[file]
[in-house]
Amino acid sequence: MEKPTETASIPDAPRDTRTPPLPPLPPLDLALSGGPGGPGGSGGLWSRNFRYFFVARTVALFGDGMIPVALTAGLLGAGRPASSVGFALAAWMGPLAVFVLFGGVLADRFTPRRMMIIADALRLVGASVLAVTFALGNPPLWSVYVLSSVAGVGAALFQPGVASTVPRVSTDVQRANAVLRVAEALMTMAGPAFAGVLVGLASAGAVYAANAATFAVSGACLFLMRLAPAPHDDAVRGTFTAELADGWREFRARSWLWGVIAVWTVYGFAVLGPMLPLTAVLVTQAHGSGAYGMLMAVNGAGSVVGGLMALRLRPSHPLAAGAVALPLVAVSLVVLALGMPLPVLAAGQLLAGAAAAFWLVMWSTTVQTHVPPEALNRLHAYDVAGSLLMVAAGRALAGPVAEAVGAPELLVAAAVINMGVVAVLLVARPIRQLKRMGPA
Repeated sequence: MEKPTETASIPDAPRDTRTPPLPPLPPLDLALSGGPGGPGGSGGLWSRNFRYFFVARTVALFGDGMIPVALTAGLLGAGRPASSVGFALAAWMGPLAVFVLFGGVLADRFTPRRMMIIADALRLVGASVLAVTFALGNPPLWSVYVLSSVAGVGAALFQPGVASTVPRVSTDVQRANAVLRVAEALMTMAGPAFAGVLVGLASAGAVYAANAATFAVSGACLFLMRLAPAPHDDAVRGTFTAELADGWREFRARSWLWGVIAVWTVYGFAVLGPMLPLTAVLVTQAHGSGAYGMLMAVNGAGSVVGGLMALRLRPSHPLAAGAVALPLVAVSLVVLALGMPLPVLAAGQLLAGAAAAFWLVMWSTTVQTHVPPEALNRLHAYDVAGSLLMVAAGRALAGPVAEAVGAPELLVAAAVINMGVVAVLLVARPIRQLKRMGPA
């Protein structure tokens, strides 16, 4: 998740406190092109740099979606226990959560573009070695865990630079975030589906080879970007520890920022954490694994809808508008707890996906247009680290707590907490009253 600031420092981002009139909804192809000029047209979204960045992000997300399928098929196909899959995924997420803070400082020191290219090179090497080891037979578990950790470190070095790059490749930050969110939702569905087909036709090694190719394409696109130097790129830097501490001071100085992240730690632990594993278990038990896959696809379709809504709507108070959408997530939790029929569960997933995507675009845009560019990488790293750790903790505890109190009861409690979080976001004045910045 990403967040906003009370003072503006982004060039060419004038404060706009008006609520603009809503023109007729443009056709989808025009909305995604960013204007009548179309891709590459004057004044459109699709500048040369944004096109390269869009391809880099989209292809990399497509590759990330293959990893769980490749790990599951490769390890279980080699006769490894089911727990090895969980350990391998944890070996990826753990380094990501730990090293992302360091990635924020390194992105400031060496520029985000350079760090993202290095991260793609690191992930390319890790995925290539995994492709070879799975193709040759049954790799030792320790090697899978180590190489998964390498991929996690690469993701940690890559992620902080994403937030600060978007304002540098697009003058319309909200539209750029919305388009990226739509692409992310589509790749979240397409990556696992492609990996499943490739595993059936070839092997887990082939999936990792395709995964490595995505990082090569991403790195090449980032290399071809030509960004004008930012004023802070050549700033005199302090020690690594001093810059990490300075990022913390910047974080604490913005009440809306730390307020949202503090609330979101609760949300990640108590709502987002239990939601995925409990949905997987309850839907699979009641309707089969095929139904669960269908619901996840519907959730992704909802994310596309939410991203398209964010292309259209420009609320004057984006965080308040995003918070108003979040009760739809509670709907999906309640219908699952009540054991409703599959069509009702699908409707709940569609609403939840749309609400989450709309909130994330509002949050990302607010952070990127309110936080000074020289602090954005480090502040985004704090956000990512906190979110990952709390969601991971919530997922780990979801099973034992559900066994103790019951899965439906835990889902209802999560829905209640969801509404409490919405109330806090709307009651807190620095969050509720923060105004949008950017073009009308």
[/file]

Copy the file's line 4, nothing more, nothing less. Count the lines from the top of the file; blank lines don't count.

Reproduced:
């Protein structure tokens, strides 16, 4: 998740406190092109740099979606226990959560573009070695865990630079975030589906080879970007520890920022954490694994809808508008707890996906247009680290707590907490009253 600031420092981002009139909804192809000029047209979204960045992000997300399928098929196909899959995924997420803070400082020191290219090179090497080891037979578990950790470190070095790059490749930050969110939702569905087909036709090694190719394409696109130097790129830097501490001071100085992240730690632990594993278990038990896959696809379709809504709507108070959408997530939790029929569960997933995507675009845009560019990488790293750790903790505890109190009861409690979080976001004045910045 990403967040906003009370003072503006982004060039060419004038404060706009008006609520603009809503023109007729443009056709989808025009909305995604960013204007009548179309891709590459004057004044459109699709500048040369944004096109390269869009391809880099989209292809990399497509590759990330293959990893769980490749790990599951490769390890279980080699006769490894089911727990090895969980350990391998944890070996990826753990380094990501730990090293992302360091990635924020390194992105400031060496520029985000350079760090993202290095991260793609690191992930390319890790995925290539995994492709070879799975193709040759049954790799030792320790090697899978180590190489998964390498991929996690690469993701940690890559992620902080994403937030600060978007304002540098697009003058319309909200539209750029919305388009990226739509692409992310589509790749979240397409990556696992492609990996499943490739595993059936070839092997887990082939999936990792395709995964490595995505990082090569991403790195090449980032290399071809030509960004004008930012004023802070050549700033005199302090020690690594001093810059990490300075990022913390910047974080604490913005009440809306730390307020949202503090609330979101609760949300990640108590709502987002239990939601995925409990949905997987309850839907699979009641309707089969095929139904669960269908619901996840519907959730992704909802994310596309939410991203398209964010292309259209420009609320004057984006965080308040995003918070108003979040009760739809509670709907999906309640219908699952009540054991409703599959069509009702699908409707709940569609609403939840749309609400989450709309909130994330509002949050990302607010952070990127309110936080000074020289602090954005480090502040985004704090956000990512906190979110990952709390969601991971919530997922780990979801099973034992559900066994103790019951899965439906835990889902209802999560829905209640969801509404409490919405109330806090709307009651807190620095969050509720923060105004949008950017073009009308």